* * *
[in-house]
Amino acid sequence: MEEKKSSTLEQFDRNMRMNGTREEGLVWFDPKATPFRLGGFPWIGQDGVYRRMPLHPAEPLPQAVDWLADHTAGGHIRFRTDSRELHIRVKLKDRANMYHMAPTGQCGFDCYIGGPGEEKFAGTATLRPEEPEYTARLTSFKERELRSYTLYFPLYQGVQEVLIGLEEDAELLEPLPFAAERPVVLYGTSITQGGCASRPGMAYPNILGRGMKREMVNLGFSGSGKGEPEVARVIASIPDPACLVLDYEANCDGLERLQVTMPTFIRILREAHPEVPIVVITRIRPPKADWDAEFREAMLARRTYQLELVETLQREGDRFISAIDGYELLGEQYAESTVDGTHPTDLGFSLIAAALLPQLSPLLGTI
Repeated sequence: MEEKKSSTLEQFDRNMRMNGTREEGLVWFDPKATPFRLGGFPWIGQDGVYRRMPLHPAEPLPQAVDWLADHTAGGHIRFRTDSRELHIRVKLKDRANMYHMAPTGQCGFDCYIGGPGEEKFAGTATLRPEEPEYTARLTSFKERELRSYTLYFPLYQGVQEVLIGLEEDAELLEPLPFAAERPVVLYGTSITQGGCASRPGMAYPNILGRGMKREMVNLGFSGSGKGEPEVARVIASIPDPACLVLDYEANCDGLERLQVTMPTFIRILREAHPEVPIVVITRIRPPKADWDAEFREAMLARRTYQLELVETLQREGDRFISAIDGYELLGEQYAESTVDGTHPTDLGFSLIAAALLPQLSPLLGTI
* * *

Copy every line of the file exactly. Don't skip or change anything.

[in-house]
Amino acid sequence: MEEKKSSTLEQFDRNMRMNGTREEGLVWFDPKATPFRLGGFPWIGQDGVYRRMPLHPAEPLPQAVDWLADHTAGGHIRFRTDSRELHIRVKLKDRANMYHMAPTGQCGFDCYIGGPGEEKFAGTATLRPEEPEYTARLTSFKERELRSYTLYFPLYQGVQEVLIGLEEDAELLEPLPFAAERPVVLYGTSITQGGCASRPGMAYPNILGRGMKREMVNLGFSGSGKGEPEVARVIASIPDPACLVLDYEANCDGLERLQVTMPTFIRILREAHPEVPIVVITRIRPPKADWDAEFREAMLARRTYQLELVETLQREGDRFISAIDGYELLGEQYAESTVDGTHPTDLGFSLIAAALLPQLSPLLGTI
Repeated sequence: MEEKKSSTLEQFDRNMRMNGTREEGLVWFDPKATPFRLGGFPWIGQDGVYRRMPLHPAEPLPQAVDWLADHTAGGHIRFRTDSRELHIRVKLKDRANMYHMAPTGQCGFDCYIGGPGEEKFAGTATLRPEEPEYTARLTSFKERELRSYTLYFPLYQGVQEVLIGLEEDAELLEPLPFAAERPVVLYGTSITQGGCASRPGMAYPNILGRGMKREMVNLGFSGSGKGEPEVARVIASIPDPACLVLDYEANCDGLERLQVTMPTFIRILREAHPEVPIVVITRIRPPKADWDAEFREAMLARRTYQLELVETLQREGDRFISAIDGYELLGEQYAESTVDGTHPTDLGFSLIAAALLPQLSPLLGTI